A less secreted but more off-the-beaten path location featuring a tribute to is the Joan of Arc monument in Riverside Park. When driving along Riverside Drive you’ll spot her equestrian statue amid the trees at 93rd Street. Throughout New York City there are several other monumental equestrian sculptures, erected in honor of military victors, but only this one features a female hero. The decision to depict her as thus underscores her warrior traits. Its serene location on a small strip of land overlooking the Hudson River seems to reflect her small but sacred place amid the world’s military heroes.
21st Century Heroine: Literature – Joan of Arc has reappeared on bookshelves recently, thanks to the work Nancy Goldstone. In her latest book, The Maid and the Queen: the Secret History of Joan of Arc, Goldstone deconstructs the political turmoil that fueled the Hundred Years War and the depth of Joan’s participation in France’s victory. This detailed but readable account explains the precarious, often disastrous situation in France in the fifteenth century and how one of the biggest political players of the time (who was subsequently forgotten after her death), Queen Yolande of Aragon, Charles VII’s mother-in-law, cleverly executed every possible means of winning her son-in-law back his throne from Henry VI of England. It is the story of serendipitous timing but also the careful planning and stunning bravery of two completely different women navigating within a male-dominated society.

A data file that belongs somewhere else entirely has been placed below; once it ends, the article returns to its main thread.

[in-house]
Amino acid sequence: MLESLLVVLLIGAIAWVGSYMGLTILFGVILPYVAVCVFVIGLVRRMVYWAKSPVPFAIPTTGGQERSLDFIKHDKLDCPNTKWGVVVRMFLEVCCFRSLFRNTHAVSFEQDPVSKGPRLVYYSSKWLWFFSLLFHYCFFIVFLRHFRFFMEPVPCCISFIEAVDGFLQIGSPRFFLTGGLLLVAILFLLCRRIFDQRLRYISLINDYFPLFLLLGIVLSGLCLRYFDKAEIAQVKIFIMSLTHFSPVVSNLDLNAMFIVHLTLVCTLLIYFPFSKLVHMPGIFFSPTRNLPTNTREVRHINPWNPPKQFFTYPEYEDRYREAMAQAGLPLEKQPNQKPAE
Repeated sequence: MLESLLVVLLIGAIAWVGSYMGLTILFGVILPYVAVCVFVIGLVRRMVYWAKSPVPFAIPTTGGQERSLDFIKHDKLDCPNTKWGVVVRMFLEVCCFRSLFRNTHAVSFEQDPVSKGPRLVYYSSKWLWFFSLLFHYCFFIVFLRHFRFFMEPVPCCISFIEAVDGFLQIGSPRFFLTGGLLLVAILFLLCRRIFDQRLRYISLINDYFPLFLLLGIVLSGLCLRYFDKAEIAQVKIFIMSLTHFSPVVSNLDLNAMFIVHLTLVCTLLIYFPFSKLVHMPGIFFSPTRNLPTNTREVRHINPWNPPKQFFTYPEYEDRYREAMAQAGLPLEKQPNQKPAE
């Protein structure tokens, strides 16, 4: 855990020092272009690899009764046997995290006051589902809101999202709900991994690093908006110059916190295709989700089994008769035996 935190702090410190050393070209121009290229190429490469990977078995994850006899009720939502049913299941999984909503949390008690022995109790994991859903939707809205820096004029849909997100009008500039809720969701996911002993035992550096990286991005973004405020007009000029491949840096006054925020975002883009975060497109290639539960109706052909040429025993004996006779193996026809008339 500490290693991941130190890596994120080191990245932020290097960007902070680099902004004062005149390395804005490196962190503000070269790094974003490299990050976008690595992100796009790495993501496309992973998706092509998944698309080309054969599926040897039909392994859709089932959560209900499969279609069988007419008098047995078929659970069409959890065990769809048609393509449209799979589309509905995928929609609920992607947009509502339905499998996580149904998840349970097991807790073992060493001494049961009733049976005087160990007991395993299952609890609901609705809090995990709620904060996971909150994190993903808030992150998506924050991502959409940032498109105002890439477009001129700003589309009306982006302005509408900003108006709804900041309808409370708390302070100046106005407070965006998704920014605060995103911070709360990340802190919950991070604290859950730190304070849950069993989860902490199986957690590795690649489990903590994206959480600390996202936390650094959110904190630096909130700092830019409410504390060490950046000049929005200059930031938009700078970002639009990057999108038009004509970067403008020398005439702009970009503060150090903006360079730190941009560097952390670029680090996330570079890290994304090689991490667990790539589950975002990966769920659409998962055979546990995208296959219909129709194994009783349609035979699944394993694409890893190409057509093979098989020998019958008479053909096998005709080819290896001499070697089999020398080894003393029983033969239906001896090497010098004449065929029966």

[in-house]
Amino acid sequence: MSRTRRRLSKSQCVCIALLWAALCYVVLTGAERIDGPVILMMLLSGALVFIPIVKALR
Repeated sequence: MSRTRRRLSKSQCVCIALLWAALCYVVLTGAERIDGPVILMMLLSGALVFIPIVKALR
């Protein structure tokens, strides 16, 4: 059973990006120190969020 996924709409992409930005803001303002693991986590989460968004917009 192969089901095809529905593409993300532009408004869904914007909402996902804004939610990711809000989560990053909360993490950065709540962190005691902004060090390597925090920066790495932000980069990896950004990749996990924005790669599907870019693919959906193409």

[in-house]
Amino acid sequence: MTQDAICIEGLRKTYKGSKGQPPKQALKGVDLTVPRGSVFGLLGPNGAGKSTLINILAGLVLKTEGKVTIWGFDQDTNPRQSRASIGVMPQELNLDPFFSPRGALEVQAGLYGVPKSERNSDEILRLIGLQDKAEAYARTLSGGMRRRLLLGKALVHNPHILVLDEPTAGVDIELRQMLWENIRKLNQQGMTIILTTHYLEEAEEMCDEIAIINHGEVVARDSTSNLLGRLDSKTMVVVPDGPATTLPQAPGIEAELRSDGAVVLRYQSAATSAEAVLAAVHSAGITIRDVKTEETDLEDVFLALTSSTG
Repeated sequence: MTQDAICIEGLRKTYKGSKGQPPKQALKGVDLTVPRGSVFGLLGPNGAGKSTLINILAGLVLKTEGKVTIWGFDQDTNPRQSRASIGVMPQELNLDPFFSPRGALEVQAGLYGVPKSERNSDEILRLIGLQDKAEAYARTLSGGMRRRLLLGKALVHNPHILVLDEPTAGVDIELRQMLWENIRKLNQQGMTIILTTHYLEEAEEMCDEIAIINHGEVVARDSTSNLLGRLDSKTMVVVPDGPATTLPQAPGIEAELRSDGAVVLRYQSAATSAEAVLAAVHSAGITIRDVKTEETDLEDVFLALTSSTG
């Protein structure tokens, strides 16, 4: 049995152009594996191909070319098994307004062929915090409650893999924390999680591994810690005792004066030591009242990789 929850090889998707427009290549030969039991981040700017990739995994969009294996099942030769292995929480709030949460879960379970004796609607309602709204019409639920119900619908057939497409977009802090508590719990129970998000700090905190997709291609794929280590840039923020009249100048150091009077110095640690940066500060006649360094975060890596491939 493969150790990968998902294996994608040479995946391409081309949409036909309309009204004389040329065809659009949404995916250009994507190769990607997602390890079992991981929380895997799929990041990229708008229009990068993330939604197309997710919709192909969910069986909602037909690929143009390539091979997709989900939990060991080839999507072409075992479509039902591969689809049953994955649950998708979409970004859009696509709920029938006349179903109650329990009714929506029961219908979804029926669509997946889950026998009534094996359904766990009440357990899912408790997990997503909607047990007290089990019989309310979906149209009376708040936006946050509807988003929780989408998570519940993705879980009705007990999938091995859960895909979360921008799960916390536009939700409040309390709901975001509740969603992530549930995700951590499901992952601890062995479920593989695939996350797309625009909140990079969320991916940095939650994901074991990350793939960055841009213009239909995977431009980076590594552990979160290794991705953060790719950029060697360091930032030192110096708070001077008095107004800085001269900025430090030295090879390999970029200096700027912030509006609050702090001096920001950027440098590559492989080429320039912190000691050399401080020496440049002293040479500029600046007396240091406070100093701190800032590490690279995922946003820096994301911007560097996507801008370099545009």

Goldstone does not debunk the miraculous aura around Joan, but she does offer fascinating explanations as to why Joan was as effective as she was. Goldstone is brutally honest about Joan – noting, for example, that her execution had no affect whatsoever on the war, which waged on for twenty more years after her death – but she asserts quite powerfully that what made Joan of Arc remarkable were not her miraculous visions or battle strategy, but her undeniable intelligence, endurance, and strength of conviction.